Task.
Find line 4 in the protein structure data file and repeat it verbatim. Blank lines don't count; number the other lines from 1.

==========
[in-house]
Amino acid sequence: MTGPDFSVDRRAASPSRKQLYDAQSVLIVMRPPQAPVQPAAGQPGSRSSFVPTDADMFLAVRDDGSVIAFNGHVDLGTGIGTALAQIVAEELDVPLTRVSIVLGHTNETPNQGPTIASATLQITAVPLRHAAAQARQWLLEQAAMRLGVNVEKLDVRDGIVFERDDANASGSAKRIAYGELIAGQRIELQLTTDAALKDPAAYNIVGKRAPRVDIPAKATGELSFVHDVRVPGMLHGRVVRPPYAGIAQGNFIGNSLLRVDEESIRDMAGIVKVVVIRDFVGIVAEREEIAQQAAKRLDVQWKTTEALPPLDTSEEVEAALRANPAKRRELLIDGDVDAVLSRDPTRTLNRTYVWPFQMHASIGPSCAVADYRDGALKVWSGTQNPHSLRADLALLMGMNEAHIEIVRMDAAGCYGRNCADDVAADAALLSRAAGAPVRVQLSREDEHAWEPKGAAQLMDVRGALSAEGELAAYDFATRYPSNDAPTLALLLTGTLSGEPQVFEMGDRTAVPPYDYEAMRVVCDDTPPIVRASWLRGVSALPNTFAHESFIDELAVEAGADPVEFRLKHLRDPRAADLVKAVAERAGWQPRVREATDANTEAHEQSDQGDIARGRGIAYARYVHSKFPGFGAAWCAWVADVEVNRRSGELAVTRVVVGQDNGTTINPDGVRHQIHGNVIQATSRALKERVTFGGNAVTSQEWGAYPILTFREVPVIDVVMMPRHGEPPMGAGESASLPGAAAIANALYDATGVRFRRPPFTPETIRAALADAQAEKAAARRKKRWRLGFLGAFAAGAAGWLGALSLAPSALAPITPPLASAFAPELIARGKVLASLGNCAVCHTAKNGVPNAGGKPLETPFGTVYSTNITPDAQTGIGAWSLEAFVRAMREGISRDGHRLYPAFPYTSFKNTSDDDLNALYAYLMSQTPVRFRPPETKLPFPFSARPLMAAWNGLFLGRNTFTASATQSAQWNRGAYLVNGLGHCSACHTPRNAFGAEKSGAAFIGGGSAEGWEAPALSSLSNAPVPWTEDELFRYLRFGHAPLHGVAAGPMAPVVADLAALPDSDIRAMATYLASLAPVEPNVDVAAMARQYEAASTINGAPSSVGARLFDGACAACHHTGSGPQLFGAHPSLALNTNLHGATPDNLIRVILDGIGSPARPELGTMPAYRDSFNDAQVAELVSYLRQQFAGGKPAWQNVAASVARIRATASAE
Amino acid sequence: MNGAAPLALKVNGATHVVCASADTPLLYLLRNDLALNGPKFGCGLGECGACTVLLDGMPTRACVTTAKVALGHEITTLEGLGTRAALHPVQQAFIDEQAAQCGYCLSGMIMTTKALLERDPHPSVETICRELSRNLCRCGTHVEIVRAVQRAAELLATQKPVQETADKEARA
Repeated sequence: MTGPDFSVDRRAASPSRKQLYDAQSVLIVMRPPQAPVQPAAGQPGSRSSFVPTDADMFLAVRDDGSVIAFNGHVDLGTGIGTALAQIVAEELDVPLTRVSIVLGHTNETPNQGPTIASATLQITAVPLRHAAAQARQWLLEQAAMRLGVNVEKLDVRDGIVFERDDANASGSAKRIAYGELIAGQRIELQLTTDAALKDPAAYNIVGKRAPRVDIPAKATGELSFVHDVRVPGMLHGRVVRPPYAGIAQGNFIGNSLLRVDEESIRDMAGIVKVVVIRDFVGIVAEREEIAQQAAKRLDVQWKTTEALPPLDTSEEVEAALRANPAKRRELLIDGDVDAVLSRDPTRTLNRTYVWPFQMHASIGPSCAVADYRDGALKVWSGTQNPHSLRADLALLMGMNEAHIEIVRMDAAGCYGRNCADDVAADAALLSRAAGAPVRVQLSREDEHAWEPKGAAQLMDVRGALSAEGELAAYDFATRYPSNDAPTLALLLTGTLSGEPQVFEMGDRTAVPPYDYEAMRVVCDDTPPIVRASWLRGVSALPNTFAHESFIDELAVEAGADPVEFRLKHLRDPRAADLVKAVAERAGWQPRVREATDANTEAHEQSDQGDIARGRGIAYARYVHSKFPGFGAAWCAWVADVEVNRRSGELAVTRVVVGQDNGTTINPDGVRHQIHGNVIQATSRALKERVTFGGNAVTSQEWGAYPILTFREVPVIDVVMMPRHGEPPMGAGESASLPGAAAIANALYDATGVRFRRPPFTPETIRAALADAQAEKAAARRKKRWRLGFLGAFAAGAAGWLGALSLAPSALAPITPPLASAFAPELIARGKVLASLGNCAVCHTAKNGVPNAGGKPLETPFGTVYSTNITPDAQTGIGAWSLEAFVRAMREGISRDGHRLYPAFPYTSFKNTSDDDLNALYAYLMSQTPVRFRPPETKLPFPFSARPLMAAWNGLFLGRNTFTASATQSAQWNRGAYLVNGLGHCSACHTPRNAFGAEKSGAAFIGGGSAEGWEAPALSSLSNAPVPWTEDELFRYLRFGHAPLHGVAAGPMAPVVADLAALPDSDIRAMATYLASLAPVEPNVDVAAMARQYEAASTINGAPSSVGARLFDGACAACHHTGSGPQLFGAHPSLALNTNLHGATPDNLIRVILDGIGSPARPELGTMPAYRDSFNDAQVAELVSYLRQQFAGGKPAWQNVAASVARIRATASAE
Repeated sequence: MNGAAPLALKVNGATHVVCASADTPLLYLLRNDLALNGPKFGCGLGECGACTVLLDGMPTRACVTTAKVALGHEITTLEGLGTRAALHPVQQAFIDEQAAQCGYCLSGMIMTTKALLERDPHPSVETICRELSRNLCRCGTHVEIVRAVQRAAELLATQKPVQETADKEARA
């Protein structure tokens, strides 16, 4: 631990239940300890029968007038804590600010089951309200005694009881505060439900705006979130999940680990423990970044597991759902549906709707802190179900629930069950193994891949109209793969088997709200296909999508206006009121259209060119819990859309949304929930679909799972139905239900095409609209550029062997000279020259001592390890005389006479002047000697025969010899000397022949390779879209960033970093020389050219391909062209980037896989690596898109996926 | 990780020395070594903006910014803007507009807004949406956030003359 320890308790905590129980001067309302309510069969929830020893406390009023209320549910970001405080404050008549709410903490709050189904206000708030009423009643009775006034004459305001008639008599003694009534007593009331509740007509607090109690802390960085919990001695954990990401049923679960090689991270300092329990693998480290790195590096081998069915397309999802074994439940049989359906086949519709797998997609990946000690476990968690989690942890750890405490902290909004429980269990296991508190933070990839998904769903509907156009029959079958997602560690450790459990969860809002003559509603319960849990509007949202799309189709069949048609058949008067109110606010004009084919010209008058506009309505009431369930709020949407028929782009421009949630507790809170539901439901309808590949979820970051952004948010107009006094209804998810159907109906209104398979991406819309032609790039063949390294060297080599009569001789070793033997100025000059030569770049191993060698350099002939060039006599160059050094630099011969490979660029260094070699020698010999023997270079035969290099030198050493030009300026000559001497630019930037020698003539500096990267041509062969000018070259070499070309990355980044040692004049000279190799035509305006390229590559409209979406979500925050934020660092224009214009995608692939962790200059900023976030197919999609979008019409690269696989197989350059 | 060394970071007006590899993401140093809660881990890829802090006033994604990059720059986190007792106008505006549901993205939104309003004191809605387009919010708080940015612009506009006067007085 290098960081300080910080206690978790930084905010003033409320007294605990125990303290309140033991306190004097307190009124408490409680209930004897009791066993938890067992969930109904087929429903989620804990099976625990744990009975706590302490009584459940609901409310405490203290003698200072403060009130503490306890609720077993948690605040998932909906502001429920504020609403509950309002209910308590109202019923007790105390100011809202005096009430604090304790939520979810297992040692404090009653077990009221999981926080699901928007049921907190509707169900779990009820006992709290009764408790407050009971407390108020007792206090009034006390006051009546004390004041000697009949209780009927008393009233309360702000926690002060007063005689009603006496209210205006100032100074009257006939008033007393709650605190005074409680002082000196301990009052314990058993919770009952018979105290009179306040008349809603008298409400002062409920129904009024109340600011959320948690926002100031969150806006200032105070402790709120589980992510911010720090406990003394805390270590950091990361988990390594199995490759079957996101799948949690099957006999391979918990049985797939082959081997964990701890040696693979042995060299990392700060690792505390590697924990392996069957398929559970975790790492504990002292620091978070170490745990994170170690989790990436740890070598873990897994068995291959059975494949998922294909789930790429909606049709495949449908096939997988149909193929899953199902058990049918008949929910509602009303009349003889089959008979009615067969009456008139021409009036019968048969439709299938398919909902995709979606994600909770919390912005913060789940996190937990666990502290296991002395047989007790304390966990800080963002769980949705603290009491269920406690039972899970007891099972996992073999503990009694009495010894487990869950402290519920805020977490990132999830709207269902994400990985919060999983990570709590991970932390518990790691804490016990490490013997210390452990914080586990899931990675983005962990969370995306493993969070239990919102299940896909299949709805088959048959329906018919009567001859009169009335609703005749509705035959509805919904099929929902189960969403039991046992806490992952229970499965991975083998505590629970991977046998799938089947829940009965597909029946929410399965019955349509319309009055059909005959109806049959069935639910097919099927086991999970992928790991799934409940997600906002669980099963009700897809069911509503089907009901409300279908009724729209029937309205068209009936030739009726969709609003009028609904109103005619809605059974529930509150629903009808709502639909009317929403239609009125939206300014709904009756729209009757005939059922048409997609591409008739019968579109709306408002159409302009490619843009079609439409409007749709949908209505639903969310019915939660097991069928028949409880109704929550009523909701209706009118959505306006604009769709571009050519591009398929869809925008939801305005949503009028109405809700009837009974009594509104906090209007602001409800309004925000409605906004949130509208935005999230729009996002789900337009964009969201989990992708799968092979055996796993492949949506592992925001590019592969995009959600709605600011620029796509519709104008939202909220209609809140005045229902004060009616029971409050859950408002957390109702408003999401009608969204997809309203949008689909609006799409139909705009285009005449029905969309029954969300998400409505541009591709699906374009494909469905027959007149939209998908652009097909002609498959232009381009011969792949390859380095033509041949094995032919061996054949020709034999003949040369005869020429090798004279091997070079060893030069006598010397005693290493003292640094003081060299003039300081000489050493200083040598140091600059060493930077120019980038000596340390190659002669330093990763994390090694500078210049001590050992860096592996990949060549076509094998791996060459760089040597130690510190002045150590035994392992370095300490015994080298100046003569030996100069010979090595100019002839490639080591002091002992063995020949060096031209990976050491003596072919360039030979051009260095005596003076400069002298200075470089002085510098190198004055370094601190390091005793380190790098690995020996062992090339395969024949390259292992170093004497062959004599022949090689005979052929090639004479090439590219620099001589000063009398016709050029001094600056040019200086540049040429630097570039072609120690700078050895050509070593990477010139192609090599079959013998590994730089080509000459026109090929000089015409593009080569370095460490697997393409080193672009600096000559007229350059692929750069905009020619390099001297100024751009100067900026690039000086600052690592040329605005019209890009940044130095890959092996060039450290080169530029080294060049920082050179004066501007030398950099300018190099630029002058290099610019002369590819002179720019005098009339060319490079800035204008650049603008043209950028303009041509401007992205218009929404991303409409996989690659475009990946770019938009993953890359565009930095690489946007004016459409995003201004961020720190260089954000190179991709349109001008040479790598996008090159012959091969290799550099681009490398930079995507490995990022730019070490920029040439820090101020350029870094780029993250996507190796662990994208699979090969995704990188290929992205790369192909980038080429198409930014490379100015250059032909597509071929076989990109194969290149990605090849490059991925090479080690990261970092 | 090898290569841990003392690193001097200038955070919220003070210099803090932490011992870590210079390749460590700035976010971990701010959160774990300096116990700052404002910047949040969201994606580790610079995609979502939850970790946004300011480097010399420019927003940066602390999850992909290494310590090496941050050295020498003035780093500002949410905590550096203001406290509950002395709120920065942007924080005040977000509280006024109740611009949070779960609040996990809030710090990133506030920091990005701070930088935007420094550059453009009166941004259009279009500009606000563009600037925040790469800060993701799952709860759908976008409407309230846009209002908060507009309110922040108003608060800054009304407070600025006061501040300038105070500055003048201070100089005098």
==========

Repeated sequence: MTGPDFSVDRRAASPSRKQLYDAQSVLIVMRPPQAPVQPAAGQPGSRSSFVPTDADMFLAVRDDGSVIAFNGHVDLGTGIGTALAQIVAEELDVPLTRVSIVLGHTNETPNQGPTIASATLQITAVPLRHAAAQARQWLLEQAAMRLGVNVEKLDVRDGIVFERDDANASGSAKRIAYGELIAGQRIELQLTTDAALKDPAAYNIVGKRAPRVDIPAKATGELSFVHDVRVPGMLHGRVVRPPYAGIAQGNFIGNSLLRVDEESIRDMAGIVKVVVIRDFVGIVAEREEIAQQAAKRLDVQWKTTEALPPLDTSEEVEAALRANPAKRRELLIDGDVDAVLSRDPTRTLNRTYVWPFQMHASIGPSCAVADYRDGALKVWSGTQNPHSLRADLALLMGMNEAHIEIVRMDAAGCYGRNCADDVAADAALLSRAAGAPVRVQLSREDEHAWEPKGAAQLMDVRGALSAEGELAAYDFATRYPSNDAPTLALLLTGTLSGEPQVFEMGDRTAVPPYDYEAMRVVCDDTPPIVRASWLRGVSALPNTFAHESFIDELAVEAGADPVEFRLKHLRDPRAADLVKAVAERAGWQPRVREATDANTEAHEQSDQGDIARGRGIAYARYVHSKFPGFGAAWCAWVADVEVNRRSGELAVTRVVVGQDNGTTINPDGVRHQIHGNVIQATSRALKERVTFGGNAVTSQEWGAYPILTFREVPVIDVVMMPRHGEPPMGAGESASLPGAAAIANALYDATGVRFRRPPFTPETIRAALADAQAEKAAARRKKRWRLGFLGAFAAGAAGWLGALSLAPSALAPITPPLASAFAPELIARGKVLASLGNCAVCHTAKNGVPNAGGKPLETPFGTVYSTNITPDAQTGIGAWSLEAFVRAMREGISRDGHRLYPAFPYTSFKNTSDDDLNALYAYLMSQTPVRFRPPETKLPFPFSARPLMAAWNGLFLGRNTFTASATQSAQWNRGAYLVNGLGHCSACHTPRNAFGAEKSGAAFIGGGSAEGWEAPALSSLSNAPVPWTEDELFRYLRFGHAPLHGVAAGPMAPVVADLAALPDSDIRAMATYLASLAPVEPNVDVAAMARQYEAASTINGAPSSVGARLFDGACAACHHTGSGPQLFGAHPSLALNTNLHGATPDNLIRVILDGIGSPARPELGTMPAYRDSFNDAQVAELVSYLRQQFAGGKPAWQNVAASVARIRATASAE